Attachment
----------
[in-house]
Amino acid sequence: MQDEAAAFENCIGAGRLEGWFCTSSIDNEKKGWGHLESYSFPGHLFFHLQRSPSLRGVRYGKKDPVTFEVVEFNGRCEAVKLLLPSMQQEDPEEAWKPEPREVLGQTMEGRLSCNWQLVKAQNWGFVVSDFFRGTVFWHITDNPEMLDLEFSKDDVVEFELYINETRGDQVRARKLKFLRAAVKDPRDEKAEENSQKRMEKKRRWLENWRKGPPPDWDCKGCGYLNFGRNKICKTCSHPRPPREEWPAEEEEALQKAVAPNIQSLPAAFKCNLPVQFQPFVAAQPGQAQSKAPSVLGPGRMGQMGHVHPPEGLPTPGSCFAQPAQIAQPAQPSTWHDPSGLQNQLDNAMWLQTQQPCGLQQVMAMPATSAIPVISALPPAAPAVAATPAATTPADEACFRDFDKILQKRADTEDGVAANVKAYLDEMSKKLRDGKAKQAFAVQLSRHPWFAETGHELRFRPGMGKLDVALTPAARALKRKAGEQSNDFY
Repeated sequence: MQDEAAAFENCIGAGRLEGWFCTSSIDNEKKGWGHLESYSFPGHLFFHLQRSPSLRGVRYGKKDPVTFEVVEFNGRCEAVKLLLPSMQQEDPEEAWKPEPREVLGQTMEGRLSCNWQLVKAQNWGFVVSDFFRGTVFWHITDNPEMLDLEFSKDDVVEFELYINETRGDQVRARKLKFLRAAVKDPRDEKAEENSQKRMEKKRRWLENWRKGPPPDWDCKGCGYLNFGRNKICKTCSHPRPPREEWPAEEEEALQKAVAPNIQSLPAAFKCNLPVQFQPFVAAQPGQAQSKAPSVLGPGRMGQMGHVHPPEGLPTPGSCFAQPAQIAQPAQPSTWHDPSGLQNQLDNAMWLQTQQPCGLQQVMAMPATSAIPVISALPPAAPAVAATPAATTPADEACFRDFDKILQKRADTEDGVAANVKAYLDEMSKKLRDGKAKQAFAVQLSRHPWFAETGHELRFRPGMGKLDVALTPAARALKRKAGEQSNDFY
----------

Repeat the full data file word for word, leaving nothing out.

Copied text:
[in-house]
Amino acid sequence: MQDEAAAFENCIGAGRLEGWFCTSSIDNEKKGWGHLESYSFPGHLFFHLQRSPSLRGVRYGKKDPVTFEVVEFNGRCEAVKLLLPSMQQEDPEEAWKPEPREVLGQTMEGRLSCNWQLVKAQNWGFVVSDFFRGTVFWHITDNPEMLDLEFSKDDVVEFELYINETRGDQVRARKLKFLRAAVKDPRDEKAEENSQKRMEKKRRWLENWRKGPPPDWDCKGCGYLNFGRNKICKTCSHPRPPREEWPAEEEEALQKAVAPNIQSLPAAFKCNLPVQFQPFVAAQPGQAQSKAPSVLGPGRMGQMGHVHPPEGLPTPGSCFAQPAQIAQPAQPSTWHDPSGLQNQLDNAMWLQTQQPCGLQQVMAMPATSAIPVISALPPAAPAVAATPAATTPADEACFRDFDKILQKRADTEDGVAANVKAYLDEMSKKLRDGKAKQAFAVQLSRHPWFAETGHELRFRPGMGKLDVALTPAARALKRKAGEQSNDFY
Repeated sequence: MQDEAAAFENCIGAGRLEGWFCTSSIDNEKKGWGHLESYSFPGHLFFHLQRSPSLRGVRYGKKDPVTFEVVEFNGRCEAVKLLLPSMQQEDPEEAWKPEPREVLGQTMEGRLSCNWQLVKAQNWGFVVSDFFRGTVFWHITDNPEMLDLEFSKDDVVEFELYINETRGDQVRARKLKFLRAAVKDPRDEKAEENSQKRMEKKRRWLENWRKGPPPDWDCKGCGYLNFGRNKICKTCSHPRPPREEWPAEEEEALQKAVAPNIQSLPAAFKCNLPVQFQPFVAAQPGQAQSKAPSVLGPGRMGQMGHVHPPEGLPTPGSCFAQPAQIAQPAQPSTWHDPSGLQNQLDNAMWLQTQQPCGLQQVMAMPATSAIPVISALPPAAPAVAATPAATTPADEACFRDFDKILQKRADTEDGVAANVKAYLDEMSKKLRDGKAKQAFAVQLSRHPWFAETGHELRFRPGMGKLDVALTPAARALKRKAGEQSNDFY